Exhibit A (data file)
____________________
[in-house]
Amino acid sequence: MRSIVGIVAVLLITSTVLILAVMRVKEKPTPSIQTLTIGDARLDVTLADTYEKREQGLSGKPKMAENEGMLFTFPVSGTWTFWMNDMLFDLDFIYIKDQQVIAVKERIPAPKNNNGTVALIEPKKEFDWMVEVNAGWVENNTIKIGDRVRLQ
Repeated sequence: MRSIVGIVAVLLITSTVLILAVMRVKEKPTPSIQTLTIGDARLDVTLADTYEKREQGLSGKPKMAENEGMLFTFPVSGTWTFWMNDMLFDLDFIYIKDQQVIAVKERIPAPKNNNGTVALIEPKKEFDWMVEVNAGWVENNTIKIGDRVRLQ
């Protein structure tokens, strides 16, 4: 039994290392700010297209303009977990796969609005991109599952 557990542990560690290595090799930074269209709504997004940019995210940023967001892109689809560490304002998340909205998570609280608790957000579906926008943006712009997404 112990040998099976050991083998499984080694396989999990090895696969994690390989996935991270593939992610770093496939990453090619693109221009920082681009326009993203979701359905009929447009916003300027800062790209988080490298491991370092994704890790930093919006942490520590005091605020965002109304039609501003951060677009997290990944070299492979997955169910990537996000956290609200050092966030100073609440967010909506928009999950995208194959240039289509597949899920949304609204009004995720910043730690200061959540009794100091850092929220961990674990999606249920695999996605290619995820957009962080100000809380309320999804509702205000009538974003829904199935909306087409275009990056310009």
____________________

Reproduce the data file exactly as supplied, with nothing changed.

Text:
[in-house]
Amino acid sequence: MRSIVGIVAVLLITSTVLILAVMRVKEKPTPSIQTLTIGDARLDVTLADTYEKREQGLSGKPKMAENEGMLFTFPVSGTWTFWMNDMLFDLDFIYIKDQQVIAVKERIPAPKNNNGTVALIEPKKEFDWMVEVNAGWVENNTIKIGDRVRLQ
Repeated sequence: MRSIVGIVAVLLITSTVLILAVMRVKEKPTPSIQTLTIGDARLDVTLADTYEKREQGLSGKPKMAENEGMLFTFPVSGTWTFWMNDMLFDLDFIYIKDQQVIAVKERIPAPKNNNGTVALIEPKKEFDWMVEVNAGWVENNTIKIGDRVRLQ
């Protein structure tokens, strides 16, 4: 039994290392700010297209303009977990796969609005991109599952 557990542990560690290595090799930074269209709504997004940019995210940023967001892109689809560490304002998340909205998570609280608790957000579906926008943006712009997404 112990040998099976050991083998499984080694396989999990090895696969994690390989996935991270593939992610770093496939990453090619693109221009920082681009326009993203979701359905009929447009916003300027800062790209988080490298491991370092994704890790930093919006942490520590005091605020965002109304039609501003951060677009997290990944070299492979997955169910990537996000956290609200050092966030100073609440967010909506928009999950995208194959240039289509597949899920949304609204009004995720910043730690200061959540009794100091850092929220961990674990999606249920695999996605290619995820957009962080100000809380309320999804509702205000009538974003829904199935909306087409275009990056310009």